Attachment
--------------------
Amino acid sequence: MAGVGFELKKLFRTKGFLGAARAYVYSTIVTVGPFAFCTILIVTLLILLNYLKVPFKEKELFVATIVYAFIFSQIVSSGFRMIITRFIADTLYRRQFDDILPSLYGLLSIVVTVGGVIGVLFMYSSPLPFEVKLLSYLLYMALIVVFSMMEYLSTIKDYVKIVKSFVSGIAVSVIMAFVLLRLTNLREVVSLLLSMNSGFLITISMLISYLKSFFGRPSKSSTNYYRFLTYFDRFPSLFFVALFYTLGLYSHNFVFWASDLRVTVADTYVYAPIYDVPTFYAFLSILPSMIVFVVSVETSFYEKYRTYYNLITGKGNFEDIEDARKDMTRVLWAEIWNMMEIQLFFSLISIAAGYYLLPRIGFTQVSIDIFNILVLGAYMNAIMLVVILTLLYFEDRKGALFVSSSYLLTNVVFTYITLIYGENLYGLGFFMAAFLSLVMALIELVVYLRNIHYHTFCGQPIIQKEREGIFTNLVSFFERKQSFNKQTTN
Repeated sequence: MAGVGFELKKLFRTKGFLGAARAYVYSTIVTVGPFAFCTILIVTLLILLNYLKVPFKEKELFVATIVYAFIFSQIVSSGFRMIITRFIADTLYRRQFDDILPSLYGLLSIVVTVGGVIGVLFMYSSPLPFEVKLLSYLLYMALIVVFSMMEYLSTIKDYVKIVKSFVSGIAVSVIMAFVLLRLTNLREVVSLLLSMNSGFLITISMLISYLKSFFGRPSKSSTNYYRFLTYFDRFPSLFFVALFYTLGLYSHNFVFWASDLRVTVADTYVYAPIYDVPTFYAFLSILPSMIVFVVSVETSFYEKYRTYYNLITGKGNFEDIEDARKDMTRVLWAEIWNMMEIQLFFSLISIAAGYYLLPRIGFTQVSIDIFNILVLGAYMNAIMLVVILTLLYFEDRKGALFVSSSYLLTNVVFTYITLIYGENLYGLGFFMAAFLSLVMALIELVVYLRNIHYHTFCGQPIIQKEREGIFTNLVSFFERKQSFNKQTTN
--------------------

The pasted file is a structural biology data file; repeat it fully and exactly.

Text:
Amino acid sequence: MAGVGFELKKLFRTKGFLGAARAYVYSTIVTVGPFAFCTILIVTLLILLNYLKVPFKEKELFVATIVYAFIFSQIVSSGFRMIITRFIADTLYRRQFDDILPSLYGLLSIVVTVGGVIGVLFMYSSPLPFEVKLLSYLLYMALIVVFSMMEYLSTIKDYVKIVKSFVSGIAVSVIMAFVLLRLTNLREVVSLLLSMNSGFLITISMLISYLKSFFGRPSKSSTNYYRFLTYFDRFPSLFFVALFYTLGLYSHNFVFWASDLRVTVADTYVYAPIYDVPTFYAFLSILPSMIVFVVSVETSFYEKYRTYYNLITGKGNFEDIEDARKDMTRVLWAEIWNMMEIQLFFSLISIAAGYYLLPRIGFTQVSIDIFNILVLGAYMNAIMLVVILTLLYFEDRKGALFVSSSYLLTNVVFTYITLIYGENLYGLGFFMAAFLSLVMALIELVVYLRNIHYHTFCGQPIIQKEREGIFTNLVSFFERKQSFNKQTTN
Repeated sequence: MAGVGFELKKLFRTKGFLGAARAYVYSTIVTVGPFAFCTILIVTLLILLNYLKVPFKEKELFVATIVYAFIFSQIVSSGFRMIITRFIADTLYRRQFDDILPSLYGLLSIVVTVGGVIGVLFMYSSPLPFEVKLLSYLLYMALIVVFSMMEYLSTIKDYVKIVKSFVSGIAVSVIMAFVLLRLTNLREVVSLLLSMNSGFLITISMLISYLKSFFGRPSKSSTNYYRFLTYFDRFPSLFFVALFYTLGLYSHNFVFWASDLRVTVADTYVYAPIYDVPTFYAFLSILPSMIVFVVSVETSFYEKYRTYYNLITGKGNFEDIEDARKDMTRVLWAEIWNMMEIQLFFSLISIAAGYYLLPRIGFTQVSIDIFNILVLGAYMNAIMLVVILTLLYFEDRKGALFVSSSYLLTNVVFTYITLIYGENLYGLGFFMAAFLSLVMALIELVVYLRNIHYHTFCGQPIIQKEREGIFTNLVSFFERKQSFNKQTTN